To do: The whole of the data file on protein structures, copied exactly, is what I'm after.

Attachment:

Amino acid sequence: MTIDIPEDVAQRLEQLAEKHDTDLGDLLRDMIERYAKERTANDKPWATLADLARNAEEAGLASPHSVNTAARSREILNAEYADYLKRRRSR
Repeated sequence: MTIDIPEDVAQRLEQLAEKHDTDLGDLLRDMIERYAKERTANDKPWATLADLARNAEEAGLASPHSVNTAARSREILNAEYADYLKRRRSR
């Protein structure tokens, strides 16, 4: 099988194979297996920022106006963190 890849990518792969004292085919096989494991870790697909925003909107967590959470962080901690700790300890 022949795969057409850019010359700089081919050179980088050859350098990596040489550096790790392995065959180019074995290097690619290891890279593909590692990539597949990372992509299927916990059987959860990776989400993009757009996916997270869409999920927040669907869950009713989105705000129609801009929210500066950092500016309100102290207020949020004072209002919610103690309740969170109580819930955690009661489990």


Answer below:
Amino acid sequence: MTIDIPEDVAQRLEQLAEKHDTDLGDLLRDMIERYAKERTANDKPWATLADLARNAEEAGLASPHSVNTAARSREILNAEYADYLKRRRSR
Repeated sequence: MTIDIPEDVAQRLEQLAEKHDTDLGDLLRDMIERYAKERTANDKPWATLADLARNAEEAGLASPHSVNTAARSREILNAEYADYLKRRRSR
């Protein structure tokens, strides 16, 4: 099988194979297996920022106006963190 890849990518792969004292085919096989494991870790697909925003909107967590959470962080901690700790300890 022949795969057409850019010359700089081919050179980088050859350098990596040489550096790790392995065959180019074995290097690619290891890279593909590692990539597949990372992509299927916990059987959860990776989400993009757009996916997270869409999920927040669907869950009713989105705000129609801009929210500066950092500016309100102290207020949020004072209002919610103690309740969170109580819930955690009661489990």